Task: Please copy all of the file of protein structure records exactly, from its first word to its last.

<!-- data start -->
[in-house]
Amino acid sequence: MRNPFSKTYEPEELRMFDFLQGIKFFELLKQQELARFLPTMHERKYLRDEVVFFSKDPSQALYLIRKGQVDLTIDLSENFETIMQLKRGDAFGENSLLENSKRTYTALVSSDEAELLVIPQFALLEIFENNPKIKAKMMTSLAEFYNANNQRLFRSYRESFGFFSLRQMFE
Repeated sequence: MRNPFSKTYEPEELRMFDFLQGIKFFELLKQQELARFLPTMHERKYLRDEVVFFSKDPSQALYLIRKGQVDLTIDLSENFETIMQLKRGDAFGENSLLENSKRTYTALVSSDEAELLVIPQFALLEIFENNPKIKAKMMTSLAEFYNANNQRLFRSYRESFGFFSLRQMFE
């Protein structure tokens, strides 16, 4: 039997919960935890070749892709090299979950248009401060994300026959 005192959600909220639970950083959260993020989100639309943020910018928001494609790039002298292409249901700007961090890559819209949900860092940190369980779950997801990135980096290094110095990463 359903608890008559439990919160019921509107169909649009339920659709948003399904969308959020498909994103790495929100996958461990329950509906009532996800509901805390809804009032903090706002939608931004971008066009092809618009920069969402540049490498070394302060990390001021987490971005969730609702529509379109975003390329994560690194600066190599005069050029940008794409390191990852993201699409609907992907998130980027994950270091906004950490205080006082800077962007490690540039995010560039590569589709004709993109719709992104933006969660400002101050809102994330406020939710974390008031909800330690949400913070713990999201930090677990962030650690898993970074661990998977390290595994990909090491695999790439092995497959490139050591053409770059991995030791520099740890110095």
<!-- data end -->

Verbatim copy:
[in-house]
Amino acid sequence: MRNPFSKTYEPEELRMFDFLQGIKFFELLKQQELARFLPTMHERKYLRDEVVFFSKDPSQALYLIRKGQVDLTIDLSENFETIMQLKRGDAFGENSLLENSKRTYTALVSSDEAELLVIPQFALLEIFENNPKIKAKMMTSLAEFYNANNQRLFRSYRESFGFFSLRQMFE
Repeated sequence: MRNPFSKTYEPEELRMFDFLQGIKFFELLKQQELARFLPTMHERKYLRDEVVFFSKDPSQALYLIRKGQVDLTIDLSENFETIMQLKRGDAFGENSLLENSKRTYTALVSSDEAELLVIPQFALLEIFENNPKIKAKMMTSLAEFYNANNQRLFRSYRESFGFFSLRQMFE
């Protein structure tokens, strides 16, 4: 039997919960935890070749892709090299979950248009401060994300026959 005192959600909220639970950083959260993020989100639309943020910018928001494609790039002298292409249901700007961090890559819209949900860092940190369980779950997801990135980096290094110095990463 359903608890008559439990919160019921509107169909649009339920659709948003399904969308959020498909994103790495929100996958461990329950509906009532996800509901805390809804009032903090706002939608931004971008066009092809618009920069969402540049490498070394302060990390001021987490971005969730609702529509379109975003390329994560690194600066190599005069050029940008794409390191990852993201699409609907992907998130980027994950270091906004950490205080006082800077962007490690540039995010560039590569589709004709993109719709992104933006969660400002101050809102994330406020939710974390008031909800330690949400913070713990999201930090677990962030650690898993970074661990998977390290595994990909090491695999790439092995497959490139050591053409770059991995030791520099740890110095």